Addressing mental health needs in families
Addressing mental health needs in families
The last couple of years have been stressful, and while mental health issues have always been common, there has been a significant increase in mental health conditions in both adults and children since the pandemic.
Matt Brosi, Oklahoma State University Extension family sciences specialist, said many of the issues we are seeing deal with anxiety and depression.
“This highlights the increased need for attention for maintaining mental health and wellbeing and finding solutions to recognize and address mental health challenges,” Brosi said. “Starting with the family unit is good because it creates a solid foundation for both preventative process and mobilizing resources when needed.”
Research indicates parents are experiencing burnout at a higher rate, and balancing increased work demands outside of the home, especially post-covid, exacerbates this process. Add in other stressors such as single parenting, parent(s) with mental health issues and children with mental health issues (ADHD, anxiety, depression,), significantly increases the susceptibility to burnout.
Brosi said parental burnout is leading to increased parent mental health issues, which can lead to utilizing maladaptive coping mechanisms, including substance abuse and utilizing more punitive discipline practices with children.
“When there’s a breakdown in the parenting system, there are ripple effects in how relationships are managed. Burnout also affects a parent’s ability to effectively parent their children. This can result in child behavioral disruptions, externalization of stress and engaging in attention-seeking behaviors,” he said. “It can also cause children to internalize stress and feel isolated, therefore often leading to anxiety and depression.”
Recognizing and intervening the burnout process is key to improving both parent and child mental health outcomes.
In order for parents to address their own burnout, they must schedule time for their partner/significant other; practice setting and holding boundaries and saying no when possible; take time for self-care, especially exercise, sleep, mindfulness and hobbies; and stay connected to other adults.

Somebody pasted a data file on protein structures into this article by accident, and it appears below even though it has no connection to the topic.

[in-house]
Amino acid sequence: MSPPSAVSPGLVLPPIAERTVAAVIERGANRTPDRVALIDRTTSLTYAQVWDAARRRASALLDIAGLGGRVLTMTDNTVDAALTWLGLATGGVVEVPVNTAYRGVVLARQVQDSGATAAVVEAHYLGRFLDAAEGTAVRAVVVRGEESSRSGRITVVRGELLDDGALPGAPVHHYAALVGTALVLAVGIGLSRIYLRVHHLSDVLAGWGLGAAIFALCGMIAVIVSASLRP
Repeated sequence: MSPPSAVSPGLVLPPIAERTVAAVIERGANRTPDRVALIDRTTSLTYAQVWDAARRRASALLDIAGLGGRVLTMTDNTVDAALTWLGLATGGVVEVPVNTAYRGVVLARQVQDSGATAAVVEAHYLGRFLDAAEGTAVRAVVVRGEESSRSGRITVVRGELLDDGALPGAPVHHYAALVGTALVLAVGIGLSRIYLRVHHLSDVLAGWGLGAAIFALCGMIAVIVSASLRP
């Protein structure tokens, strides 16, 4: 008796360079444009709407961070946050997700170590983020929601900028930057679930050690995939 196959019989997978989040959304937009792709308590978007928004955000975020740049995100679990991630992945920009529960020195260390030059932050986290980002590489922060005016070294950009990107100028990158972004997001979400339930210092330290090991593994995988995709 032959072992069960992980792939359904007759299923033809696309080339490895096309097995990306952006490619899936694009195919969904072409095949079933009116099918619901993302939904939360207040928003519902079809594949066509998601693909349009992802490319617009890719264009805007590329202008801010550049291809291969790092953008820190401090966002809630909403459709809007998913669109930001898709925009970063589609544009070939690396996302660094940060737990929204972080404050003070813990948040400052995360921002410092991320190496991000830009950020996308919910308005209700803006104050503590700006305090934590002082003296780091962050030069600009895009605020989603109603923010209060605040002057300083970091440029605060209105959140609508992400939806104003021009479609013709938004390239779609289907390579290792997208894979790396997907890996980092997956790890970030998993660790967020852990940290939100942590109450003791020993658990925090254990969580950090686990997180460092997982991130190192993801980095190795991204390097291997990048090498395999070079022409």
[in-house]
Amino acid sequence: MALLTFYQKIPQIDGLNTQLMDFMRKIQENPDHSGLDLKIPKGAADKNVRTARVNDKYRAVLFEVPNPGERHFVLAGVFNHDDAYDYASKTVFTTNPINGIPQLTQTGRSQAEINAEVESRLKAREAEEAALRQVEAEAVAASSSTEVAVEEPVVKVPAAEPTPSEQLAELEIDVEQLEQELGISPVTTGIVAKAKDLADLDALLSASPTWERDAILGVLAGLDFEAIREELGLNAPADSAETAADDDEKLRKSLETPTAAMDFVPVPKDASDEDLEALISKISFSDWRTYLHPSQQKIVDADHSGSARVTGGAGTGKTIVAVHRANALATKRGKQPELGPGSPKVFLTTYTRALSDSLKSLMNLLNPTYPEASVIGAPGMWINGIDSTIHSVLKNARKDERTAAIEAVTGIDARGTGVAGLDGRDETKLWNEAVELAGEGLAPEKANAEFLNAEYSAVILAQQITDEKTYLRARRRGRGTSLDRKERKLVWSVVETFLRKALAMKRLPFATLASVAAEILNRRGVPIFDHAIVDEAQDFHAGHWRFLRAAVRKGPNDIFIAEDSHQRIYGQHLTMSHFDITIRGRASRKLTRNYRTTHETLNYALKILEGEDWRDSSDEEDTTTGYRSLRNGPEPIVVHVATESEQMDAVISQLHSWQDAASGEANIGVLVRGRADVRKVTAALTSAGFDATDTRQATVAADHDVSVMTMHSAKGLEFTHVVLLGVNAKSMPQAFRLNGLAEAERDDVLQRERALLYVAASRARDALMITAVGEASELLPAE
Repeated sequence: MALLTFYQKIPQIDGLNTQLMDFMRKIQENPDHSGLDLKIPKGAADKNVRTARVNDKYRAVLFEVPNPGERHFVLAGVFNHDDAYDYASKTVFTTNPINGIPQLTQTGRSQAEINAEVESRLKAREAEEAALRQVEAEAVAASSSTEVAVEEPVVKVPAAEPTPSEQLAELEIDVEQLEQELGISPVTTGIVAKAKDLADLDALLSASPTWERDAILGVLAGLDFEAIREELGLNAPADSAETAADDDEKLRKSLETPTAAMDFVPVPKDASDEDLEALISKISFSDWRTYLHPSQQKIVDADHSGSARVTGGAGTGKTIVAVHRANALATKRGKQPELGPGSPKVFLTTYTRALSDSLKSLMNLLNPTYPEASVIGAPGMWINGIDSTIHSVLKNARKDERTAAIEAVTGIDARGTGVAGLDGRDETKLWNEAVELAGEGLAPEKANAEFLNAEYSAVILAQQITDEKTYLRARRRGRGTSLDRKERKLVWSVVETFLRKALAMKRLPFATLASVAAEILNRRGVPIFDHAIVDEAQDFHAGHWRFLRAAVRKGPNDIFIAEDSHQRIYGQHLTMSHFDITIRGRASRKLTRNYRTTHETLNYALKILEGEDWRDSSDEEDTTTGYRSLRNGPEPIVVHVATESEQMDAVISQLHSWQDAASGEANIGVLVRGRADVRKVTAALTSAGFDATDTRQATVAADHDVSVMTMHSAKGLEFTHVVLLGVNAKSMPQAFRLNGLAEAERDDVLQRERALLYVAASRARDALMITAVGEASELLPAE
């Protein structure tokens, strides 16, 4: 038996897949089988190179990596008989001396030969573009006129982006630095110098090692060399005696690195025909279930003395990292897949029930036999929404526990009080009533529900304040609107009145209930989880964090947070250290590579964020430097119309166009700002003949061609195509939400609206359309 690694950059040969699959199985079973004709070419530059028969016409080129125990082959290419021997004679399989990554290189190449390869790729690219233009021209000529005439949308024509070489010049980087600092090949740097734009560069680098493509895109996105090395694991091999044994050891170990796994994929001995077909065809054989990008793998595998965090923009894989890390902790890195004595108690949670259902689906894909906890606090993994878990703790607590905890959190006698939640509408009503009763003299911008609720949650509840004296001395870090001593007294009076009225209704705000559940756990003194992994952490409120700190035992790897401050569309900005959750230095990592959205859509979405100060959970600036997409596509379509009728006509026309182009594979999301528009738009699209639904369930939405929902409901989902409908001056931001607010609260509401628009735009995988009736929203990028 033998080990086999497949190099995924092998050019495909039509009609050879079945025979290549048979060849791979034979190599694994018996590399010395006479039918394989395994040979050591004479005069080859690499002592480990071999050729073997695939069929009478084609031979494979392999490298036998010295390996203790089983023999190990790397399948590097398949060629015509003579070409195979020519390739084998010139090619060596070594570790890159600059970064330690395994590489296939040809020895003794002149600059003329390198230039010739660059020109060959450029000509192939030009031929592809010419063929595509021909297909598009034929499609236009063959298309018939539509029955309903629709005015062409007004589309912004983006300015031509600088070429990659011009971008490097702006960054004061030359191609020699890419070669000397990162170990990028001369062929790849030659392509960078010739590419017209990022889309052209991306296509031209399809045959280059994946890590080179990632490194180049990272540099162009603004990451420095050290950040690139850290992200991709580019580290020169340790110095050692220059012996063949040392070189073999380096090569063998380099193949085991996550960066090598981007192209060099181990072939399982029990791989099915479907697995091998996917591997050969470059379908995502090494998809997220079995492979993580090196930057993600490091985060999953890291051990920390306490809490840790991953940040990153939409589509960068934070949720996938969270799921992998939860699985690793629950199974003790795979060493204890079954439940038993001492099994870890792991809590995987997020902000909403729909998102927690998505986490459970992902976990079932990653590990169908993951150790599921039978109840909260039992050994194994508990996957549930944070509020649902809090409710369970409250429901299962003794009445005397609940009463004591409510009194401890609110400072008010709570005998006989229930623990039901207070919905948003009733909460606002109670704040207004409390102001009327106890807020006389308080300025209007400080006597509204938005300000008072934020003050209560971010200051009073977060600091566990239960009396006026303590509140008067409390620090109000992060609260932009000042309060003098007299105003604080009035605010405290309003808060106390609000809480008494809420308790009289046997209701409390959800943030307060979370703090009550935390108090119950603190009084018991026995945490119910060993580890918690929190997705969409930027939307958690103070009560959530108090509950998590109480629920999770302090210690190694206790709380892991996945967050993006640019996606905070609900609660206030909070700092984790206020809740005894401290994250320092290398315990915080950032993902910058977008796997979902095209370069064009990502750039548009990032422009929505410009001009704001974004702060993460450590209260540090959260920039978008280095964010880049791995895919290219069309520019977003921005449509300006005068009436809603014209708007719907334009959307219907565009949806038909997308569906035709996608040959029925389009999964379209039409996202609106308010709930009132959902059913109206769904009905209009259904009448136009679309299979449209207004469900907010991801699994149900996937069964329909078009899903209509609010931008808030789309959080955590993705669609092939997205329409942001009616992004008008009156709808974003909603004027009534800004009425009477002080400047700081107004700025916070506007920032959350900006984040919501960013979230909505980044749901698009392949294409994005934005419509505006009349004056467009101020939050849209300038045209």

When dealing with adolescents, parents need to hold their boundaries and identify rules/expectations that are important to them, then let go of as many other things as possible, said Jordan Shuler, doctoral student in Human Development and Family Science at OSU.
“It’s important to be available to talk with adolescents on their own terms and try not to push for interactions,” Shuler said. “However, try to spend time in hobbies with your kids to create the possibility for interactions. Also, acknowledging and validating children’s emotions helps them understand their experiences are real, understood and accepted.”
Other ideas Shuler offers including being available to your teen and remind them they are safe and not alone; get to know your teen’s friends and dating partners by allowing them to spend time at your home; and rebuilding connections with your teen.
Shuler’s strategies for parents with pre-adolescent children include having regular routines for waking up, going to school and bedtime because this provides children with a sense or predictability and safety.
“Work to verbally acknowledge your child’s emotions, thoughts, beliefs and experiences,” he said. “This doesn’t mean you agree with them, but instead, shows you acknowledge the child has their own and those experiences are real.”
Identify activities your child enjoys and join them in their play. As with older children, set your boundaries according to what’s important to you and let go of other things. It’s important to balance parental warmth with firm boundaries; however, discipline behavior, not emotions. Discipline is an opportunity to teach rather than punish.
Shuler also said it’s important for parents to be a calm presence. This doesn’t mean not ever feeling sad, angry or disappointed. Parents need to acknowledge the emotion in themselves, but when expressing it, do so in a respectful, calm manner. This models to your children how to behave when experiencing uncomfortable emotions.
“Parents must realize they have to help themselves before they can be their best selves when parenting,” Brosi said. “This means taking care of your own needs as a parent, including getting professional help when needed to manage burnout, relationship issues and mental health challenges.”
Oklahoma State University, as an equal opportunity employer, complies with all applicable federal and state laws regarding non-discrimination and affirmative action. Oklahoma State University is committed to a policy of equal opportunity for all individuals and does not discriminate based on race, religion, age, sex, color, national origin, marital status, sexual orientation, gender identity/expression, disability, or veteran status with regard to employment, educational programs and activities, and/or admissions. For more information, visit https:///eeo.okstate.edu